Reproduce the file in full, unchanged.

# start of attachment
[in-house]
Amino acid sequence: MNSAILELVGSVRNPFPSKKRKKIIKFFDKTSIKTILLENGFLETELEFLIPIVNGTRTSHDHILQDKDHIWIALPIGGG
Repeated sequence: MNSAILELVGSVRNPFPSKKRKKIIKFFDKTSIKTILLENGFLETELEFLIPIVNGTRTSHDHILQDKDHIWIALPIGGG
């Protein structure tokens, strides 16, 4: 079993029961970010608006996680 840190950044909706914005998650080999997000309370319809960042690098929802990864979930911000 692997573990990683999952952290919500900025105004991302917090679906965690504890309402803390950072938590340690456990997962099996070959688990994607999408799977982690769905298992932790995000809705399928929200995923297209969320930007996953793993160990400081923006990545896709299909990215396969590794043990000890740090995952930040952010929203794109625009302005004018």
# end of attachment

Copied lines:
[in-house]
Amino acid sequence: MNSAILELVGSVRNPFPSKKRKKIIKFFDKTSIKTILLENGFLETELEFLIPIVNGTRTSHDHILQDKDHIWIALPIGGG
Repeated sequence: MNSAILELVGSVRNPFPSKKRKKIIKFFDKTSIKTILLENGFLETELEFLIPIVNGTRTSHDHILQDKDHIWIALPIGGG
């Protein structure tokens, strides 16, 4: 079993029961970010608006996680 840190950044909706914005998650080999997000309370319809960042690098929802990864979930911000 692997573990990683999952952290919500900025105004991302917090679906965690504890309402803390950072938590340690456990997962099996070959688990994607999408799977982690769905298992932790995000809705399928929200995923297209969320930007996953793993160990400081923006990545896709299909990215396969590794043990000890740090995952930040952010929203794109625009302005004018």